Will the Lights Go Out?

"Our government is not going to get all of its critical systems fixed in time for the century change," writes Sen. Robert Bennett in Just In Case: Dispatches From the Front Lines of the Y2K Crisis. Bennett is chair of the Senate Special Committee on the Year 2000 Technology Problem.

Y2K experts have predicted problems ranging from wrong dates on photographs to international power outages if computers misinterpret January 1, 2000, to be January 1, 1900. Amidst the extreme positions often expressed in Y2K conversations—from nothing to worry about to Armageddon—the Just In Case anthology offers a middle range of opinions through its 18 essays: Y2K will not produce TEOLAWKI (The End Of Life As We Know It), but it may create societal disruptions that deserve our attention. The prediction of essayist Ed Yourdan, a leading authority on computer programming, of a year of disruptions and a decade of depression will seem extreme to many readers. However, people who suspect that Y2K is simply a media creation should turn first to the book’s appendix and read "Investigating the Impact of the Year 2000 Problem: Executive Summary of the U.S. Senate Special Committee on the Year 2000 Technology Problem."

People all over the world working on Y2K can only agree that no one can predict what will happen on January 1 or in successive months. Meanwhile, information that might be helpful is not available because liability and public panic concerns prevent corporations and governments from sharing readiness information or making predictions about worst-case scenarios. The lack of more accessible data forces interested individuals to evaluate wide-ranging media reports, Internet information, and proclamations from self-appointed "experts." Just In Case essays on electricity, U.S. government agencies, and banking introduce readers to key dimensions of the possible risks in these areas and offer frameworks to understand other reports as they become available.

UNFORTUNATELY, the book hides some of its best offerings in the second half. Reading Karen Anderson’s very accessible "10 Steps to Making Your Home Safe for Y2K" feels like receiving a letter filled with helpful advice from a caring friend. Also, readers who enjoy thinking about community and human interdependence will thoroughly enjoy the thoughtful combination of organizational expert Meg Wheatley’s systems experience with her growing knowledge about Y2K challenges. Wheatley sees Y2K as a teacher that forces us "to confront the consequences of how we choose to belong to the planetary community."

Community activists and leaders in churches and social service organizations who have not thought about Y2K should read Shaunti Feldhan’s "Helping the Helpers: Preparing Community Organizations for Y2K." Feldhan offers practical suggestions for organizational Y2K readiness. Unfortunately, she fails to ask those organizations to consider implications for the people that they serve, since it appears that whatever happens, those who will be most affected are people who are elderly, homeless, or most dependent on physical or mental health care.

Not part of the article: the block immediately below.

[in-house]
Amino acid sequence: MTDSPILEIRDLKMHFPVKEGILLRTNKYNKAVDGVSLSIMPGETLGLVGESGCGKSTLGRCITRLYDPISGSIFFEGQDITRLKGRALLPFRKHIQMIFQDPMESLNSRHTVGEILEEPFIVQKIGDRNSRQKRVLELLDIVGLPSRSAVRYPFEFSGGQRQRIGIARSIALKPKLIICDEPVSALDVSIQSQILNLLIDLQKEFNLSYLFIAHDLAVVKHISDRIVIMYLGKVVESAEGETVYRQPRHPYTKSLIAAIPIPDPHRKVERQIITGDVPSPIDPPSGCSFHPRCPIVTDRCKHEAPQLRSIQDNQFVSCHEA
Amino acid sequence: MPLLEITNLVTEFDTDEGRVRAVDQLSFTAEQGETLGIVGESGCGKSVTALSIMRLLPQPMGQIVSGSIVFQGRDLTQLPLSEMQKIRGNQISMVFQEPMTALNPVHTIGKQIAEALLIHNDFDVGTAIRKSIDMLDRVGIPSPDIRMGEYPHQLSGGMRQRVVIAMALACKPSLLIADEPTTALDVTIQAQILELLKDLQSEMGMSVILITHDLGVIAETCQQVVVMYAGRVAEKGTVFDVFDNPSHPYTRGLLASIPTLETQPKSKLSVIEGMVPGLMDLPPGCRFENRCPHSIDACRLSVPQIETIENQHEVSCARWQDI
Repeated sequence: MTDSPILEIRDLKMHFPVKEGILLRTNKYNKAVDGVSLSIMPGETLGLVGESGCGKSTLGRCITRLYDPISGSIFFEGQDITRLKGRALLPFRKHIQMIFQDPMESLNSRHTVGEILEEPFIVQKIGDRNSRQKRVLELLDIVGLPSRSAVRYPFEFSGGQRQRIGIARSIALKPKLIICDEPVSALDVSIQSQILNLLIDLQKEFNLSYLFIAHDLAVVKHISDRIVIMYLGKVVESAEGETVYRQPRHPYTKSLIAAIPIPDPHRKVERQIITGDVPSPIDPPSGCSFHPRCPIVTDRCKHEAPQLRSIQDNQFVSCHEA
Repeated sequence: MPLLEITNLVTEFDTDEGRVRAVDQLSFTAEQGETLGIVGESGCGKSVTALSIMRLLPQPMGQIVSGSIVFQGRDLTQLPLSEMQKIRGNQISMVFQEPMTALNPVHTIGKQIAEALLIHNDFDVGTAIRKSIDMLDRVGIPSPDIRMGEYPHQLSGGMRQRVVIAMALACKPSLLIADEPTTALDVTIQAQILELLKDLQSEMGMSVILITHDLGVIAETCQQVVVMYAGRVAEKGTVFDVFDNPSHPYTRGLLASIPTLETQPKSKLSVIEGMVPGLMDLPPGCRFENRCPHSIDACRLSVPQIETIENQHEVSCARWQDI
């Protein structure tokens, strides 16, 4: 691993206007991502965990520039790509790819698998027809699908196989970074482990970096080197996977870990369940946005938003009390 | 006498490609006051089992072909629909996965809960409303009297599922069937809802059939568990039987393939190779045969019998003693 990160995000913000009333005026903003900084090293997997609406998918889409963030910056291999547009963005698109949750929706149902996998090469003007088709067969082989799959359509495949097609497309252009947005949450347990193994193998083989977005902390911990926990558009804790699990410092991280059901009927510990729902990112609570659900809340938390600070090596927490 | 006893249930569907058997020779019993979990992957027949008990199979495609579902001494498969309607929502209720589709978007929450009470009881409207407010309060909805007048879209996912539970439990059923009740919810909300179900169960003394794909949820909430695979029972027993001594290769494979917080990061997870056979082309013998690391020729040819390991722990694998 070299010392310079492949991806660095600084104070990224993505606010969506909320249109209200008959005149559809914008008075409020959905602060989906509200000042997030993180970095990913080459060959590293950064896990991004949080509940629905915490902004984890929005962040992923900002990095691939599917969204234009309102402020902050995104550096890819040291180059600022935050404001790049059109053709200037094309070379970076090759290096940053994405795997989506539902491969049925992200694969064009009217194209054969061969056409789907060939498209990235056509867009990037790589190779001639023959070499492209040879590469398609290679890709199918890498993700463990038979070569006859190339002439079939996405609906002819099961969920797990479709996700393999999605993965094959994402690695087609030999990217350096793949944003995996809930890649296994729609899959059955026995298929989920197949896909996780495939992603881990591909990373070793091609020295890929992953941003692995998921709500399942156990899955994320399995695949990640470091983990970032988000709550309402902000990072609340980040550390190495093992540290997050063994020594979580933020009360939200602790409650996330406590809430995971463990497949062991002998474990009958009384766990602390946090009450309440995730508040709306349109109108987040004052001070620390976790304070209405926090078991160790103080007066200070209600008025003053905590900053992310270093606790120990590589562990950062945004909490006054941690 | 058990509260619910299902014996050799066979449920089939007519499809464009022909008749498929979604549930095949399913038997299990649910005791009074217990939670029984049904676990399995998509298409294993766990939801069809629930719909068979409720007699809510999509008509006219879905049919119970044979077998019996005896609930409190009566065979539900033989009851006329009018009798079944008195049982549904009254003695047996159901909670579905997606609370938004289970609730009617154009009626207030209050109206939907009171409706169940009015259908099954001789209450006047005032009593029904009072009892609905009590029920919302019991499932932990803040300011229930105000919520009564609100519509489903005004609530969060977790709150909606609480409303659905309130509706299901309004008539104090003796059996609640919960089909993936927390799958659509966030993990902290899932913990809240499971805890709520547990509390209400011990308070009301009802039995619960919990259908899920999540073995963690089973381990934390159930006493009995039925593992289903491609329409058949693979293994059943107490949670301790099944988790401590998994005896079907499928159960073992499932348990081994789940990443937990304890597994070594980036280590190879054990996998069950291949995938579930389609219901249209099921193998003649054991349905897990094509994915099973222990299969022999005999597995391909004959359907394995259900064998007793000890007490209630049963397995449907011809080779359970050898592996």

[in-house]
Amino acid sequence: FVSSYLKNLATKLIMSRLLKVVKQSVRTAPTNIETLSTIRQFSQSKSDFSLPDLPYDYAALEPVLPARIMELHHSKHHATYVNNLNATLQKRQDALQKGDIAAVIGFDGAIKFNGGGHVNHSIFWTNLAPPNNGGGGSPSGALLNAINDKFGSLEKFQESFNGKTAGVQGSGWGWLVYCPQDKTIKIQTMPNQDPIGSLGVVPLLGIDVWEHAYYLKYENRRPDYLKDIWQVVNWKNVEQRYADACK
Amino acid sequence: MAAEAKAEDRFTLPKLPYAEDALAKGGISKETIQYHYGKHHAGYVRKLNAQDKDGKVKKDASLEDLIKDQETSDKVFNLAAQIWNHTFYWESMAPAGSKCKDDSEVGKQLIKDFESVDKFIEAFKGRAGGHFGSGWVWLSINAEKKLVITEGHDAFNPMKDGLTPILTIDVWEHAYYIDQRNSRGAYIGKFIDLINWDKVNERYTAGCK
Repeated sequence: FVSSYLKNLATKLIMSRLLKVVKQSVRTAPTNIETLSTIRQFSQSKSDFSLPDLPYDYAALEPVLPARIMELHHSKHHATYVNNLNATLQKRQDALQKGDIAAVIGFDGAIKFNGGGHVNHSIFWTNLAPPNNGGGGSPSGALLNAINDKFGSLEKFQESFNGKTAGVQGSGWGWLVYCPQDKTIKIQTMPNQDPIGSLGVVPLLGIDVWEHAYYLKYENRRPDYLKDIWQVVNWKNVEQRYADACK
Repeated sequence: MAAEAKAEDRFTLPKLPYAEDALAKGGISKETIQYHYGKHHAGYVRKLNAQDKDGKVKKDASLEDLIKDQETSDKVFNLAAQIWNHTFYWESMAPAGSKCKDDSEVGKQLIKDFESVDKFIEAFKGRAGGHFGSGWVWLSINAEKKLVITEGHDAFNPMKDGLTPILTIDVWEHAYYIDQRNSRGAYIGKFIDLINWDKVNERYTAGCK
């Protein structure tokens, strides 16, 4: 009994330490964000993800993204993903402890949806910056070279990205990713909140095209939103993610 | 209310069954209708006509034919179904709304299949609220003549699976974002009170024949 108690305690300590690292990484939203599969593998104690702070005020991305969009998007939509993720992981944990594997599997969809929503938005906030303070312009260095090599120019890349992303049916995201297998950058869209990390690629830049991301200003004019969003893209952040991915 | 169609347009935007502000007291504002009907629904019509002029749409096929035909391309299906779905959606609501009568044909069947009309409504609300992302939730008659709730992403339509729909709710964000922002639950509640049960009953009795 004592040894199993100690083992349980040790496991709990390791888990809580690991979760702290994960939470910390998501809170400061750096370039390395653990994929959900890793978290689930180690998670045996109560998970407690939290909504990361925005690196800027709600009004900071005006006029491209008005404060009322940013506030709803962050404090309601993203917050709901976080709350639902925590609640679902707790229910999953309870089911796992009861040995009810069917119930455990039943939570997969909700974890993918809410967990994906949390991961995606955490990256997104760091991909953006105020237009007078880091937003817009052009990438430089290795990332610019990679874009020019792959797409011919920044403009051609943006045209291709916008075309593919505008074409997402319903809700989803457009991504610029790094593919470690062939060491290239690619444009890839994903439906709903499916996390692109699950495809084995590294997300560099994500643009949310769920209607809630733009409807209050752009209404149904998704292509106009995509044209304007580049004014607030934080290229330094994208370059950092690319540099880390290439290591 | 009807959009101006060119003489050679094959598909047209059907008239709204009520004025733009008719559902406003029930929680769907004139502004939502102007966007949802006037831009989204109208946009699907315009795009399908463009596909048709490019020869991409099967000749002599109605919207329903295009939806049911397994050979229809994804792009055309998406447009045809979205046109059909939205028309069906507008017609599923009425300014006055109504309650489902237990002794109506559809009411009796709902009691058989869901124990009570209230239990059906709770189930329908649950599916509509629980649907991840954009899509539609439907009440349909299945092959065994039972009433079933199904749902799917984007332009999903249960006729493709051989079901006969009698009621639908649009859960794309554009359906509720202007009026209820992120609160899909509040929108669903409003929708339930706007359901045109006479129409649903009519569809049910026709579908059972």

The President’s Council on Y2K has declared that health care and overseas activities are the two areas of greatest concern for all Americans. Byron Belitsos’ essay introduces readers to the global aspects of Y2K, and Caroline Nellis includes a helpful list of simple, practical health-related tips in her essay on the vulnerability of the health care system. The President’s Council believes most other Y2K-related problems will be regional. One can only speculate about the national implications of simultaneous disruptions in multiple communities.

In his preface, editor Michael Brownlee says that Just In Case was produced in "a matter of weeks." Sadly, this resulted in repetition among articles and a number of places where the writing could be much tighter. However, the need for the consolidated information found in this book far outweighs those difficulties. Particularly helpful is the extensive appendix, which lists names and numbers of numerous organizations addressing Y2K.

A recent Gallup survey shows that most Americans expect Y2K disruptions. However, a majority of us have done little to learn how turn-of-the-century computer problems might affect our society or to develop appropriate responses.

As the clock moves ever closer to the turn of the century, each of us must decide how or whether we will prepare for Y2K disruptions. We must also consider who might need our help in making decisions and preparations on their behalf. Just In Case gives us a place to begin our thinking.

CARTER ECHOLS, Canon Missioner at Washington National Cathedral, hosted a national conference last March on Y2K and the church. For conference proceedings and other links, see "Y2K Briefing" at www.cathedral.org/cathedral.

Just In Case: Dispatches From the Front Lines of the Y2K Crisis. Edited by Michael Brownlee, Barbara Stahura, and Robert Yehling. Origin Press, 1999.

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